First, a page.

Friday, June 24, 2016

Feeding Hysteria

I’m very careful about where I eat. I only buy food from people displaying a food badge, practicing good hygiene, and in the case of Sookdeo, the man I buy Oysters from; willing to give me half price off if I get Cholera. That’s why I am shocked by the news from the president of the Poultry Association of Trinidad and Tobago, Robin Phillips, saying imported chicken may be classified as pet food. Only last year, there was a public scare that Chinese restaurants were passing off dog meat as chicken. Now on top of unknowingly eating a dog; I have to worry if I’m eating my dog’s dinner.

Mr. Philips didn’t provide any evidence to support his claim, saying only that no testing is done on food entering the country. But some questions keep gnawing at me. For instance, wouldn’t there be a huge spate of food poisoning or people being seriously ill, if there was a proliferation of diseased meat on supermarket shelves? And isn’t Mr.  Phillips the same guy who in 2011, told the Trinidad Express that cheap imported chicken was costing the jobs of local poultry producers? Wouldn’t the president of a local poultry association have a vested interest in people not buying imported chicken? But as my ex-girlfriend told me when I found her and my best friend Sheldon doing what they said was “naked yoga” together; I need to work on stopping being so cynical and suspicious.

But it’s not just us flesh eaters who have to worry about what’s in their food. So too must our annoying vegetarian friends. According to a TV report this week, University of the West Indies Professor Jayaraj Jayaraman, says T&T farmers are flooding their crops with too much carcinogenic pesticides. Like Mr. Phillips, Mr. Jayaraman didn’t produce any real evidence of this, and it’s unclear if there is a link between the incidence of cancer in T&T and pesticide use. But using the scientific method of observation, it’s clear that T&T is a place where you say whatever you want on TV and people will report it as fact.

Misuse of pesticides by farmers is a real concern, as it does have a negative impact on the environment, particularly on fresh water supplies. Cancer Research UK says farmers who are in contact with pesticides may have a higher chance of developing cancer. However, they also state there is no evidence between pesticide use and contracting cancer via crops sprayed with them. In fact, they have this crazy idea that if you eat more fruits and vegetables, you’ll actually decrease your chances of getting cancer. I for one refuse to believe that until I see it reported on local TV or as a meme on Facebook.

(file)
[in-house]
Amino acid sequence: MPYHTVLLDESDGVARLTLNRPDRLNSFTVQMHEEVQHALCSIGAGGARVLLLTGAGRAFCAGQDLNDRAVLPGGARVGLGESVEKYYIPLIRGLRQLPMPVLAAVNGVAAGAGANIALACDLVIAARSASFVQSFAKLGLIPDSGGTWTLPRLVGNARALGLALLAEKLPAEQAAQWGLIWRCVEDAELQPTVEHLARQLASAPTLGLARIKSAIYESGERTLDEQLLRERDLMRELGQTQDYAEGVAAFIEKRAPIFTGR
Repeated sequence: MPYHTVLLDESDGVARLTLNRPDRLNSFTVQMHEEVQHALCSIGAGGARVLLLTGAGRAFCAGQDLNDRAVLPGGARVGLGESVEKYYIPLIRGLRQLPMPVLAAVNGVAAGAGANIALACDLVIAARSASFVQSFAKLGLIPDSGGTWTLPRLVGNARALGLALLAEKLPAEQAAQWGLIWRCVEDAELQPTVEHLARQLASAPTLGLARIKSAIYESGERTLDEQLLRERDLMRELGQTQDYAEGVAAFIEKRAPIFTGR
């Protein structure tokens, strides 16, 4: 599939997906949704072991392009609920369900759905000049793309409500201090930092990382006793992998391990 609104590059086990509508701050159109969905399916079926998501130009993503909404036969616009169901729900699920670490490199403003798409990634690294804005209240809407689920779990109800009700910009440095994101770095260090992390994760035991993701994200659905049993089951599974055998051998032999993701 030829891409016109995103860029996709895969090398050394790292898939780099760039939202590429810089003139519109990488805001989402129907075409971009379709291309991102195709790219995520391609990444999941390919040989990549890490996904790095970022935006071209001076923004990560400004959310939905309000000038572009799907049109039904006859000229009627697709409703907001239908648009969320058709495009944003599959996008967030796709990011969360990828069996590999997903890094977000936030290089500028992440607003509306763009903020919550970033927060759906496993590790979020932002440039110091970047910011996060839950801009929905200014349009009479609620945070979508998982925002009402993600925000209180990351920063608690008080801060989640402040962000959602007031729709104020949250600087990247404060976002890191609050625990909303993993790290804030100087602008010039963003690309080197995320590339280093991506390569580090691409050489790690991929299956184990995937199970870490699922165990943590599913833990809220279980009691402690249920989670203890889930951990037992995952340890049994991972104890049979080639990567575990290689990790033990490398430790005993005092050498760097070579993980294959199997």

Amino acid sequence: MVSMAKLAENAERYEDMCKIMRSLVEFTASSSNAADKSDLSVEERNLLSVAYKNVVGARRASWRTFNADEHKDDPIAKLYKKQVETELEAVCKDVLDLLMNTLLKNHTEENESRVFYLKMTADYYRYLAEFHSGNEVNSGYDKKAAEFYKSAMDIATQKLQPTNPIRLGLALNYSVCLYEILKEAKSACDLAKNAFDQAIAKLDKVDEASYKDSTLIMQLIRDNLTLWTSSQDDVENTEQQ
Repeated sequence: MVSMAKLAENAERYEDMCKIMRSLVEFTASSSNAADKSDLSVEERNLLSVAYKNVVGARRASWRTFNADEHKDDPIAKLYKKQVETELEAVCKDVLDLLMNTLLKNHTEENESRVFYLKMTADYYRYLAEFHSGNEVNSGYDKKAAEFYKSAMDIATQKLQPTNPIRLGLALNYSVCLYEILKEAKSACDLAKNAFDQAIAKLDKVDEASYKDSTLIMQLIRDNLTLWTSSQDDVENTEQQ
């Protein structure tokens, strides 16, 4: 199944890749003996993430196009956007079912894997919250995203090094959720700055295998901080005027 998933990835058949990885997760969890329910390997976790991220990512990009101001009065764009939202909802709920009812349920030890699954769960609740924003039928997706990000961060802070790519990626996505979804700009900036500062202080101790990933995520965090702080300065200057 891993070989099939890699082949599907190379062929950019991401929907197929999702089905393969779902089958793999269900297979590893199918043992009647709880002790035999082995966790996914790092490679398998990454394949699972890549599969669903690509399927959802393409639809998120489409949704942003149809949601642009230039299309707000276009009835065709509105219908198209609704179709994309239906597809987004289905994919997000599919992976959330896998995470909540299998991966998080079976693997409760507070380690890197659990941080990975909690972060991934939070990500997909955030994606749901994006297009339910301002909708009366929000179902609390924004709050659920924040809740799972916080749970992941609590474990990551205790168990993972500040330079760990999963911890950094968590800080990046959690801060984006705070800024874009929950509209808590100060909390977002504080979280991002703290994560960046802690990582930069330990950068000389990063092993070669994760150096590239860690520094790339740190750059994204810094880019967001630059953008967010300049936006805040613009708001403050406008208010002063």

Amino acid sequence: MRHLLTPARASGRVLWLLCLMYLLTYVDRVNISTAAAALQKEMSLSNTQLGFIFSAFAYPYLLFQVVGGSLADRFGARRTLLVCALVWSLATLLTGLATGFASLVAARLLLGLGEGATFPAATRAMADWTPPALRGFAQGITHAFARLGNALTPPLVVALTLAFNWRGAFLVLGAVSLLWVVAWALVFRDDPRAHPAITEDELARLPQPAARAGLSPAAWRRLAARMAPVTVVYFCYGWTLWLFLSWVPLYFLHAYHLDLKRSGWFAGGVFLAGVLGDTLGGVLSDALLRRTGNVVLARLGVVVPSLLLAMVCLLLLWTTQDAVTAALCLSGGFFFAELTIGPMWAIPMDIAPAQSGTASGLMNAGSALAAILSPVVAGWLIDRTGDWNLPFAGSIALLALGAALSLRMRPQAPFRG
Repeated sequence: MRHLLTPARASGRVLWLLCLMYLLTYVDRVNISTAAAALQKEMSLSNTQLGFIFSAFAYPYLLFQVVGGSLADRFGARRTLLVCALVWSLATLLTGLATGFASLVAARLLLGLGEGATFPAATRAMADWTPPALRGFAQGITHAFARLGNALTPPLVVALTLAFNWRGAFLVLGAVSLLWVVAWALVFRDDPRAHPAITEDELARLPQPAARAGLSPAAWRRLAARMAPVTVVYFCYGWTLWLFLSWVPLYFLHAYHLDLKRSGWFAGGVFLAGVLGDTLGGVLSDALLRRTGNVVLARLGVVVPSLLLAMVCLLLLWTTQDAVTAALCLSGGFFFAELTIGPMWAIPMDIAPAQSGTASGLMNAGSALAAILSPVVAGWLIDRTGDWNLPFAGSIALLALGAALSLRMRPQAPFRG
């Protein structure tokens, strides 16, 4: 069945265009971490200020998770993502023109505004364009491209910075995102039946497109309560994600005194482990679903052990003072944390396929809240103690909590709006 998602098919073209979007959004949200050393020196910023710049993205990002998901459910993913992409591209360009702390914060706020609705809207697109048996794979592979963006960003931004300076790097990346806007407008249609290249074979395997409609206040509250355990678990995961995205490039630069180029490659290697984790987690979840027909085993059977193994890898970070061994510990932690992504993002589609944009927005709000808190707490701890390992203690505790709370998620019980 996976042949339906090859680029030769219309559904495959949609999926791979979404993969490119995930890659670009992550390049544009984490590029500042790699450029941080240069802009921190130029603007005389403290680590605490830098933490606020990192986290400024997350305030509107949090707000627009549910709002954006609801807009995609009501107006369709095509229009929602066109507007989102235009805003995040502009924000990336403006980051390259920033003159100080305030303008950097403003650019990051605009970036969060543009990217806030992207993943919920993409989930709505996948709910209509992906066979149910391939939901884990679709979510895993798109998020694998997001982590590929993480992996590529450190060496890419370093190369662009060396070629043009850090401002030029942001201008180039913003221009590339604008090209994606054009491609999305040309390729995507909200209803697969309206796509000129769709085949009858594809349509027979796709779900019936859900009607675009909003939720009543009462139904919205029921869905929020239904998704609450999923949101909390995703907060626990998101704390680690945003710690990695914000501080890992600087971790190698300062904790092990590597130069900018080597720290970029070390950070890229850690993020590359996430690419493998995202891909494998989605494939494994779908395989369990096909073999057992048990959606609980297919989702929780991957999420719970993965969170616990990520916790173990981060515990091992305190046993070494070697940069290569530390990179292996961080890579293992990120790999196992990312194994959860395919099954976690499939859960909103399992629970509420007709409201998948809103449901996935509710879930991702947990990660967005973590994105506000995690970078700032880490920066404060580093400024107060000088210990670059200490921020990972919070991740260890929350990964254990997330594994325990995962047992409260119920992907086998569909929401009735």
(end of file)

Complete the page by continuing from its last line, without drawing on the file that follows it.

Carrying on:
As if imported chicken and trigger happy pesticide sprayers weren’t enough, we also have to worry about food fraud. Only a few weeks ago I learned that the coconut water I was buying from the supermarket was actually artificial. God alone knows what kind of dangerous chemicals I have been chasing my scotch with all this time. I have subsequently learned though, that real coconut water is extremely overrated. It may be touted as having miraculous health benefits, but there is no evidence that coconut water does anything special to your body other than hydrate you. Which is amazingly similar to another kind of water; plain, ordinary tap water.  

Anyone who has to rely on WASA for their tap water really knows that they have to rely on bottled water.  But according to recent statements by Minister of Agriculture Clarence Rambharat, bottled water is “one of the biggest frauds being practiced on the consumers in this country.” Naturally, the Minister didn’t elaborate on what he meant by this; because, really, what’s the point. But I better not find out that bottled water I buy is water they wash imported chickens with after spraying pesticide on it and mixing it with artificial coconut water. Or worse, that it's just tap water from WASA.

Until we sort out where and how the food we eat is being sourced and manufactured, I’m going to rely on that trusted institution that has long served the Trini diet well; fast food chicken and chips. I find junk food more tolerable than junk science.

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